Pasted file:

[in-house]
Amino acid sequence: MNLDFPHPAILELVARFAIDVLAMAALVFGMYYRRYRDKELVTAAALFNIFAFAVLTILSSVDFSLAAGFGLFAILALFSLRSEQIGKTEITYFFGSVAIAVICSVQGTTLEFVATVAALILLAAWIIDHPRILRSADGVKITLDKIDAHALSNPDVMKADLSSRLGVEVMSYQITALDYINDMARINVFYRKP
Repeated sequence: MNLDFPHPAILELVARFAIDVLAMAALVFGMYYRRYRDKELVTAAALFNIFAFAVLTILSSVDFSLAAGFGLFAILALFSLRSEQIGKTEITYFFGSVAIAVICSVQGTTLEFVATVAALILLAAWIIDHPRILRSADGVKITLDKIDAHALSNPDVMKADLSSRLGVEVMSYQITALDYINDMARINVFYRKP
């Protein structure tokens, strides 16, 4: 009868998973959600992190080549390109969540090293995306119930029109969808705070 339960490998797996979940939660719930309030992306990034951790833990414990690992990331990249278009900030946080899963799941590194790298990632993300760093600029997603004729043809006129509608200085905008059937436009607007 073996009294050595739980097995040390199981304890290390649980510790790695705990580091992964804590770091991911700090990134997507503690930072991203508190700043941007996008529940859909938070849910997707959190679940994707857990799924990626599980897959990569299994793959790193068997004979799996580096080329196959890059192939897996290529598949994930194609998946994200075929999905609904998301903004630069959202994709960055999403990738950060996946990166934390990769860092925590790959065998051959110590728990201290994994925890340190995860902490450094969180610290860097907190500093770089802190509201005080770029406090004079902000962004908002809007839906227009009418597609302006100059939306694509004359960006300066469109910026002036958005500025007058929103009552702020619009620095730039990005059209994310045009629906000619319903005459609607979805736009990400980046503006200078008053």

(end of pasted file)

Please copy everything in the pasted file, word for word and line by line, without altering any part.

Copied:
[in-house]
Amino acid sequence: MNLDFPHPAILELVARFAIDVLAMAALVFGMYYRRYRDKELVTAAALFNIFAFAVLTILSSVDFSLAAGFGLFAILALFSLRSEQIGKTEITYFFGSVAIAVICSVQGTTLEFVATVAALILLAAWIIDHPRILRSADGVKITLDKIDAHALSNPDVMKADLSSRLGVEVMSYQITALDYINDMARINVFYRKP
Repeated sequence: MNLDFPHPAILELVARFAIDVLAMAALVFGMYYRRYRDKELVTAAALFNIFAFAVLTILSSVDFSLAAGFGLFAILALFSLRSEQIGKTEITYFFGSVAIAVICSVQGTTLEFVATVAALILLAAWIIDHPRILRSADGVKITLDKIDAHALSNPDVMKADLSSRLGVEVMSYQITALDYINDMARINVFYRKP
């Protein structure tokens, strides 16, 4: 009868998973959600992190080549390109969540090293995306119930029109969808705070 339960490998797996979940939660719930309030992306990034951790833990414990690992990331990249278009900030946080899963799941590194790298990632993300760093600029997603004729043809006129509608200085905008059937436009607007 073996009294050595739980097995040390199981304890290390649980510790790695705990580091992964804590770091991911700090990134997507503690930072991203508190700043941007996008529940859909938070849910997707959190679940994707857990799924990626599980897959990569299994793959790193068997004979799996580096080329196959890059192939897996290529598949994930194609998946994200075929999905609904998301903004630069959202994709960055999403990738950060996946990166934390990769860092925590790959065998051959110590728990201290994994925890340190995860902490450094969180610290860097907190500093770089802190509201005080770029406090004079902000962004908002809007839906227009009418597609302006100059939306694509004359960006300066469109910026002036958005500025007058929103009552702020619009620095730039990005059209994310045009629906000619319903005459609607979805736009990400980046503006200078008053």